Category Archives: Uncategorized



Water is a contentious issue in the Western US. Not until this year did California start regulating the usage of underground resources. The aquifers and surface water are the same systems. The point is there is far less water available than was previously thought. Four hard years of drought have frightened farmers in the Central Valley and caused rationing in many places in the State. The bulk of the water supplying Southern California comes from the Colorado River, just renegotiated, via the town of Needles input, which serves several states. This water is allocated by Paul Matuska, Water Conservation and Accounting Group – Manager, from Colorado, at the US Bureau of Reclamation.

Ground water is theoretically already allocated before it reaches underground. This spring, California’s water agency reported that half of the States’ local authorities were not complying with the law. California’s new groundwater legislation now does require local authorities to develop sustainable groundwater plans by 2020. The resistance was so fierce by the agriculture industry that it barred any State attempt to count the groundwater withdrawals. How can one manage what is not measured? Arizona is in more dire straits than California. Lake Mead is at it’s lowest level since the construction of Hoover Dam.

There are many ways now that the water source is mismanaged: farming subsidies for water intensive crops (almonds), leaky infrastructure and allowing individual farmers to draw, without regulations, from the underground sources on their own land. The two sources, above ground and underground need to be connected.


This is where climate change is so drastically affecting this resource. The warming temperatures do not allow for adequate snow-pack that provides water throughout the summer in a gradual method, feeding streams and reservoirs. The warming of the Pacific Ocean, this year four degrees above normal, has created a caldron of sorts. The frequent storms reaching powerfully damaging results, just recently in Mexico with Hurricane Patricia, the third strongest in history world-wide.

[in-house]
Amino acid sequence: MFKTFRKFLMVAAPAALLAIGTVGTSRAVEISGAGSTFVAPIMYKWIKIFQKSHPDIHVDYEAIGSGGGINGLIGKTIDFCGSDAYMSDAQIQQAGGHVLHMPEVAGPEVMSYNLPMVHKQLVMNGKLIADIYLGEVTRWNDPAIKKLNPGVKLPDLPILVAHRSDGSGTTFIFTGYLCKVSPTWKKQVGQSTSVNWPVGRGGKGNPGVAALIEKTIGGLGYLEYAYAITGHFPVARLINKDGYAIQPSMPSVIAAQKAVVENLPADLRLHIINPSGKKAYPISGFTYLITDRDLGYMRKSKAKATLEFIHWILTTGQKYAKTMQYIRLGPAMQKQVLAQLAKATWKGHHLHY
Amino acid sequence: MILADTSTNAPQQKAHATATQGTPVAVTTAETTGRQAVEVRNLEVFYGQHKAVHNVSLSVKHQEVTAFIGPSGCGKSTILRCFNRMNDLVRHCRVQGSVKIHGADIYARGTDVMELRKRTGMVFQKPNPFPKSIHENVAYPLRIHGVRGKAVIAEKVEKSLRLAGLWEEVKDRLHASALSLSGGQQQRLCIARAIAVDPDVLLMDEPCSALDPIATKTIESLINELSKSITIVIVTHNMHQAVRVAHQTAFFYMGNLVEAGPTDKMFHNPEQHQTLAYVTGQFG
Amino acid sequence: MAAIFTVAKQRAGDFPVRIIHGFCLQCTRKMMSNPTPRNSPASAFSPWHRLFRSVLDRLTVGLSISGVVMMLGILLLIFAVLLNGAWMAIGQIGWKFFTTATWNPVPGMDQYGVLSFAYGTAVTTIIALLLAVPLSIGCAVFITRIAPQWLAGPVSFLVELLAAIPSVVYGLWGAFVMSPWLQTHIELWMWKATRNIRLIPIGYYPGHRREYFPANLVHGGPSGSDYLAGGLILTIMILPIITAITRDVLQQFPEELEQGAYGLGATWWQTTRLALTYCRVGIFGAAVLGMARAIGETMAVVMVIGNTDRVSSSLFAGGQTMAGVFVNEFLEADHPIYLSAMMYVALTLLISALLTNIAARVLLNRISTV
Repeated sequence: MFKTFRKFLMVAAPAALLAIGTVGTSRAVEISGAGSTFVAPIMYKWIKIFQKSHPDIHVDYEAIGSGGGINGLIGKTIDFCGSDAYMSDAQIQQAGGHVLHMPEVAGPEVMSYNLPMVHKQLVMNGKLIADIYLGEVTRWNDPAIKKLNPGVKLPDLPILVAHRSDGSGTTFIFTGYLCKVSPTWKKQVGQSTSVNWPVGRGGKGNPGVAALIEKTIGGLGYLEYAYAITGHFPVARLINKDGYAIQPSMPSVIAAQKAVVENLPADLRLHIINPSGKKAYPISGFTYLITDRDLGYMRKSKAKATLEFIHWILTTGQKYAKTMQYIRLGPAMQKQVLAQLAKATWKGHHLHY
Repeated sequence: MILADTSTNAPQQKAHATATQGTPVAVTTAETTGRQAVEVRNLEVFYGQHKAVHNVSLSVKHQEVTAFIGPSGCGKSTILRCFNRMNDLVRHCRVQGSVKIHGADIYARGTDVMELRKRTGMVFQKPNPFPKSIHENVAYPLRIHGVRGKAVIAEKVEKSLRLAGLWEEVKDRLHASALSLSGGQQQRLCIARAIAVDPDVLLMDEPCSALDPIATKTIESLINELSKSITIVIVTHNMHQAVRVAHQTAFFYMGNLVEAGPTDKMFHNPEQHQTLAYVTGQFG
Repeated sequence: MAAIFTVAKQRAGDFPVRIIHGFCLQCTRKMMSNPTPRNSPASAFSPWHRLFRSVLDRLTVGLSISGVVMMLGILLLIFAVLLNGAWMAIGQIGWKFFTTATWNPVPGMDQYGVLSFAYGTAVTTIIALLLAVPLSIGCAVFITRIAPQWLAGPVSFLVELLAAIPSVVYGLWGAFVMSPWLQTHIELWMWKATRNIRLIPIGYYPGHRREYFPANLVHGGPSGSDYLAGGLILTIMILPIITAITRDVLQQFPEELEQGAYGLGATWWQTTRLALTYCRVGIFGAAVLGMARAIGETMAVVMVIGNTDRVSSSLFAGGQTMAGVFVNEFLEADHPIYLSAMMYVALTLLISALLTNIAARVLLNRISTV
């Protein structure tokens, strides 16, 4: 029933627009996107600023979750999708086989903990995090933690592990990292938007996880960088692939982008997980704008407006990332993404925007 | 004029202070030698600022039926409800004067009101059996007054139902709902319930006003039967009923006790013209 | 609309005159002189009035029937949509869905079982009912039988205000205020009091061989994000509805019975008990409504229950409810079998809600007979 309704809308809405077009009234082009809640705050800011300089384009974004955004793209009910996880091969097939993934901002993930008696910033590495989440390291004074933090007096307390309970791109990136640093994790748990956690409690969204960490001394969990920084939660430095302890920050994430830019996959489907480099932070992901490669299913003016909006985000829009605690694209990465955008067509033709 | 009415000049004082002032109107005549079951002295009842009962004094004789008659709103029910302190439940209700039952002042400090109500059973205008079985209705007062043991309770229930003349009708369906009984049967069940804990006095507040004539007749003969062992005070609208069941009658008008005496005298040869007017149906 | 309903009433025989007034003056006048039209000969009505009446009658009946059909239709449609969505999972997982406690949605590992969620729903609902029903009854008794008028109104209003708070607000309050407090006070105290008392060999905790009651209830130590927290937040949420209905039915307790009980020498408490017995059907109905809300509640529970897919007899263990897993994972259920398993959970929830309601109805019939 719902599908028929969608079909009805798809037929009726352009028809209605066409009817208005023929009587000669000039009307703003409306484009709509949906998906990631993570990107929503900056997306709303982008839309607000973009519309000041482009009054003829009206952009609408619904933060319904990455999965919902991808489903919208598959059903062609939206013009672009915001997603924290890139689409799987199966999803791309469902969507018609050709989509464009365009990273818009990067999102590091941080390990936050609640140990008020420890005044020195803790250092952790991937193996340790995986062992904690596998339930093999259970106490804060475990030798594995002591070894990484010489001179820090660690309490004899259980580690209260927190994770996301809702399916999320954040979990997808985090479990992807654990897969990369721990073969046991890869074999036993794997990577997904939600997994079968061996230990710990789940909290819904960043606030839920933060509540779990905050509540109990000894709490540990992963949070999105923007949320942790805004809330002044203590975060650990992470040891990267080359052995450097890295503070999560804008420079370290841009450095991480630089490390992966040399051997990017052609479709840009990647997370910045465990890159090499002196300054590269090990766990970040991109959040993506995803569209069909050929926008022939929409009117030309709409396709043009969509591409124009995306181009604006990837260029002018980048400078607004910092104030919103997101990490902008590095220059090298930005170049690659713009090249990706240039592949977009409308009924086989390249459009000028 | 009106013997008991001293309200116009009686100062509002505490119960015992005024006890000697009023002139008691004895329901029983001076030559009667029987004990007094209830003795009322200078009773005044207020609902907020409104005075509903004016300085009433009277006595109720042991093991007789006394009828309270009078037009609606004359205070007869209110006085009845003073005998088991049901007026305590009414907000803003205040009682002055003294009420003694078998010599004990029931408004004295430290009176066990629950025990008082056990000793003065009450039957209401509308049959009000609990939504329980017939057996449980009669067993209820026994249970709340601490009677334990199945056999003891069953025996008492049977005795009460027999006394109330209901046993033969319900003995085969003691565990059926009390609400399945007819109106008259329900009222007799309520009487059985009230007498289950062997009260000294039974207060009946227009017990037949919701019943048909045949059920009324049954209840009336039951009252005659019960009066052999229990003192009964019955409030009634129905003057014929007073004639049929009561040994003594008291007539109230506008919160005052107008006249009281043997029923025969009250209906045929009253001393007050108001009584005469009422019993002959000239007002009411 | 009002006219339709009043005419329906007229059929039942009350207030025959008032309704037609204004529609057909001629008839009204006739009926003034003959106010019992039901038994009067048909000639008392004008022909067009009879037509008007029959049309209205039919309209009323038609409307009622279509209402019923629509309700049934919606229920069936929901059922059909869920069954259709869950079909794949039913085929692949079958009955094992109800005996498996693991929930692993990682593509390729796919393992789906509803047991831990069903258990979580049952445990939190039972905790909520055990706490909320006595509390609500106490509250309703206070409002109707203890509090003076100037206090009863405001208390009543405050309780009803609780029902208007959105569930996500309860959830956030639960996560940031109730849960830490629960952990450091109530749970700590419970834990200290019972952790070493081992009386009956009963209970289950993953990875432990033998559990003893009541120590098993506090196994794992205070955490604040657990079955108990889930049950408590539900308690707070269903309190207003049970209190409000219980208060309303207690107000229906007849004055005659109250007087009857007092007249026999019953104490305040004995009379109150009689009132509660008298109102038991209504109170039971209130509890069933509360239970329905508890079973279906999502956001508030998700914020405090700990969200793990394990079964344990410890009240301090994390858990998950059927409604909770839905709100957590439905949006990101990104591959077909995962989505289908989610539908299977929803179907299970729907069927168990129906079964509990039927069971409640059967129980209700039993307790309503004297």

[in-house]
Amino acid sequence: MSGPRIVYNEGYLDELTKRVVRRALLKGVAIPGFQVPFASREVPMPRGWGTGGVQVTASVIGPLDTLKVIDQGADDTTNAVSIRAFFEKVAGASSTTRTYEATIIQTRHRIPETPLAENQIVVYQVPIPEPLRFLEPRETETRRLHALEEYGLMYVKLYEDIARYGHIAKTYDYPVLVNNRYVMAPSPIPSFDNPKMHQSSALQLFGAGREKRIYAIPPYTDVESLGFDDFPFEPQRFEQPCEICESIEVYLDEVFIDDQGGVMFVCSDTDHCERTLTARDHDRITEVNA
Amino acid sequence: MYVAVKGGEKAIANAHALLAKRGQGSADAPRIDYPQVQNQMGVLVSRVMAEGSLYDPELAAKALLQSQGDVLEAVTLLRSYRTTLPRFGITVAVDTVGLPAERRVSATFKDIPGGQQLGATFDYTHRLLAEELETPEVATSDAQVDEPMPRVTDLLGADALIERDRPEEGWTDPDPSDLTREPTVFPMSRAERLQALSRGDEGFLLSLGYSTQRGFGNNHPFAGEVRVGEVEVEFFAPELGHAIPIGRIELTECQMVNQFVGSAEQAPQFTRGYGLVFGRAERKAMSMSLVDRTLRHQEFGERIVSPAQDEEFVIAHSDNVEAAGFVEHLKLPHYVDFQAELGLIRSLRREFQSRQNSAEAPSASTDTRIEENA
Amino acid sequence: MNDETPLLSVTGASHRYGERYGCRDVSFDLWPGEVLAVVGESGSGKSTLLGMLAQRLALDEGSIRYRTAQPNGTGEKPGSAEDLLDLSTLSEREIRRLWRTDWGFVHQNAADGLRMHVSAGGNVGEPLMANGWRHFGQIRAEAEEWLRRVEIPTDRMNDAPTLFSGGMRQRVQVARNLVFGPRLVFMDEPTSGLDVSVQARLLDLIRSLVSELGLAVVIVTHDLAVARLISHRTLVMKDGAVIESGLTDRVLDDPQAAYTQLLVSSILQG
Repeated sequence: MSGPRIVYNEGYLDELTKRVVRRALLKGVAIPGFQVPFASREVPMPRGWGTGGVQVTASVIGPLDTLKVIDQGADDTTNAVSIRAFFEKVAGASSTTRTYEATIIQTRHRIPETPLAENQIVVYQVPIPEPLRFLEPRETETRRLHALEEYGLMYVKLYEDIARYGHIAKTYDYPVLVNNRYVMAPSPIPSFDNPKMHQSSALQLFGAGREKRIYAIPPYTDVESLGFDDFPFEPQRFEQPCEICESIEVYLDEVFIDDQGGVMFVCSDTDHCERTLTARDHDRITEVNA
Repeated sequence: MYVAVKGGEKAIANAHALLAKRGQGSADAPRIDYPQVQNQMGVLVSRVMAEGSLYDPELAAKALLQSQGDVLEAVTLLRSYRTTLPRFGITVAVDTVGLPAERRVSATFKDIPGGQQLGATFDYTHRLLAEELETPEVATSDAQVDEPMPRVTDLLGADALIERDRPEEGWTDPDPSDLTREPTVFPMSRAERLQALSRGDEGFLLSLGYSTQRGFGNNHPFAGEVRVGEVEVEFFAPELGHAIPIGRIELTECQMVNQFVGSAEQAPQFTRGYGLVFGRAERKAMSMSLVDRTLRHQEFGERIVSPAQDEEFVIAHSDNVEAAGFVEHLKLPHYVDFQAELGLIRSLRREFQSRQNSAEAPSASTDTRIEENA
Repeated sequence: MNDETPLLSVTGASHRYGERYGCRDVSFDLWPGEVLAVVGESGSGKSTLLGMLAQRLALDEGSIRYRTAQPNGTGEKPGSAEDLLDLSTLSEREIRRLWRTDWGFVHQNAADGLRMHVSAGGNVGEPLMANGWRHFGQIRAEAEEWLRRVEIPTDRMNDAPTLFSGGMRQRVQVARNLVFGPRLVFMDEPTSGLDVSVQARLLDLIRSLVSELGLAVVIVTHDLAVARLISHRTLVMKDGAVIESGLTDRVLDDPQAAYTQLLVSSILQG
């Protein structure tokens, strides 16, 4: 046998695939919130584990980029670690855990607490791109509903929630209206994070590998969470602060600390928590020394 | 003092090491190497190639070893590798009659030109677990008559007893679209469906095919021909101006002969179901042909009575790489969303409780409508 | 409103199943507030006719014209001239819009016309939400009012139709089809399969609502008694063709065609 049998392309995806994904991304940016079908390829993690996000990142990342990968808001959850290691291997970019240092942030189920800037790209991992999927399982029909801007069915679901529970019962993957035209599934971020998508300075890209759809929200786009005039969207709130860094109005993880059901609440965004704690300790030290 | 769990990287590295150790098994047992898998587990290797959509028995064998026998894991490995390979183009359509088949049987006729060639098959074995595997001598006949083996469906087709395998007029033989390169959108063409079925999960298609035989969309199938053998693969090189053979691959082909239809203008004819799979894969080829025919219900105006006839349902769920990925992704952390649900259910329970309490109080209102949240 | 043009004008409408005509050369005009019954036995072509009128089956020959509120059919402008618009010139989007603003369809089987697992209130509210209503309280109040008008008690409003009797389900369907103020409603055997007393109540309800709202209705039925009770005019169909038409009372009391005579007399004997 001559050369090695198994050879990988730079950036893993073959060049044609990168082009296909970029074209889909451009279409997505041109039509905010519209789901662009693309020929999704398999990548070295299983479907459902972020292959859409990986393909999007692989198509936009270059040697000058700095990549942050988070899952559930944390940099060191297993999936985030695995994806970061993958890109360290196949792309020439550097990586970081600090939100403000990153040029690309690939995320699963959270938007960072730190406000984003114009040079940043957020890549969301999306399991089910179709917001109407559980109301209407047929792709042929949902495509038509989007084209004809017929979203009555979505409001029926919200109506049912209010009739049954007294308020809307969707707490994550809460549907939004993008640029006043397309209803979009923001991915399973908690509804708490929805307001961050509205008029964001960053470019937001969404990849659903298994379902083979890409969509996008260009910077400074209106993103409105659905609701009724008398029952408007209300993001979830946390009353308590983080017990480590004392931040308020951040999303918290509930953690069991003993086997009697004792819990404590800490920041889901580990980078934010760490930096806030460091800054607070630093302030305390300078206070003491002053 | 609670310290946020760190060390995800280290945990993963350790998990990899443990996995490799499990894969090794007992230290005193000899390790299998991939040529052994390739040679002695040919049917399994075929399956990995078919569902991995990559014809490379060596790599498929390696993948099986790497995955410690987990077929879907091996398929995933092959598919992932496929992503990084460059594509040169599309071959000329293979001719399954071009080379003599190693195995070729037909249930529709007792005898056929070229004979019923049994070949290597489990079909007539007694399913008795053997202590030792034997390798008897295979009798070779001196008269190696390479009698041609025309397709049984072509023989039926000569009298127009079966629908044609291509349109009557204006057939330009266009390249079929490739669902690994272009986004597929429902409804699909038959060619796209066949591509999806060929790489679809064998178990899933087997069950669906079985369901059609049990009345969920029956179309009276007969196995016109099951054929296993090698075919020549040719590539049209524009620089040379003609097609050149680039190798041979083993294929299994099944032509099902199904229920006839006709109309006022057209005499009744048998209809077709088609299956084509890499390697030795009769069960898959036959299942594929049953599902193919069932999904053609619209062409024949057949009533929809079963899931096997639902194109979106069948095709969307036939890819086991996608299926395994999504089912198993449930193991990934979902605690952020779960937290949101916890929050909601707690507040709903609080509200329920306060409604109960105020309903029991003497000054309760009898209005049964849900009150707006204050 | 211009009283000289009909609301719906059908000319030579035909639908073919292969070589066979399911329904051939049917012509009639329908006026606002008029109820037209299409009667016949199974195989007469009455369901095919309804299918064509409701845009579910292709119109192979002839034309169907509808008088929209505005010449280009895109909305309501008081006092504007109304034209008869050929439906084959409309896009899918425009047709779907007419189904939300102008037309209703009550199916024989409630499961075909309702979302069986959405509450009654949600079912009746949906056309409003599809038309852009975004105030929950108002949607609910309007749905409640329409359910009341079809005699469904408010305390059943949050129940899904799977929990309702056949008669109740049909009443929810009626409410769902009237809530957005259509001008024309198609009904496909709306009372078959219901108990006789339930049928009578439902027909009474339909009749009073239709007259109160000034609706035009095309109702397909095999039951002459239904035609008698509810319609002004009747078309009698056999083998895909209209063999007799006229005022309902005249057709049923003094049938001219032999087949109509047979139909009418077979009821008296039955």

The Naysayers to this trend do not heed the science. The warm weather and dry climate have created a “Blob” (a large mass of warm water in the Pacific Ocean off the coast of North America) in the Pacific. This has disrupted the food web of marine life, pushing tropical fish up to Alaska and creating a algal sea blooms. The Blob has rendered shellfish toxic, shutting down fisheries in Washington, Oregon and California. And sadly, a closure of this writers’ favorite food, Dungeness crabs.

El Nino

The predicted El Nino affects weather world-wide, from droughts in Australia to Africa – their worst in forty years! The storms will become more potent over time. The combination of El Nino, The Blob and climate change has caused acidification and the bleaching of coral throughout the world, killing reefs and habitat for many marine species. Hawaii is the most affected. The oceans expand with heat; this will result in a growing level of local flooding, costing much more than the purported cost by many conservatives to “doing business as usual.”


The meteorologist who gave them name Blob, at NOAA’s cooperative institute at the University of Washington, Nicholas Bond, feels “that this will have monstrous implications. Hey… this is the consequence of messing around with the climate.”

Aftermath of Hurricane Patricia, Mexico

Aftermath of Hurricane Patricia, Mexico


The Urban forest that is New York City

Callery Pear trees in bloom

Callery Pear trees in bloom

I lived in that jungle for nineteen years.  During that period, I owned a home on Riverside Drive and 77th Street, on the Upper West side. During that period, a tree died in front of our Whitestone building.  I undertook the task of getting one tree replanted there.  I learned that there is only ONE man in charge of planting trees in Manhattan, the department that controls this is titled Manhattan Forest Department, and being the determined New Yorker, I hounded his voice mail until one was placed in front of my home. It took months!  I built a boxed-in wood frame to hold dirt and moister from four by fours, and watered it faithfully. The replacement tree was the renowned London Plain tree that adapts well to polluted environs, like London.  It flourished under my care, and lives to this day.

Jill Hubley's NYC Street Trees map shows off the 52 species of trees that grow along New York City's streets, map by Jill Hubley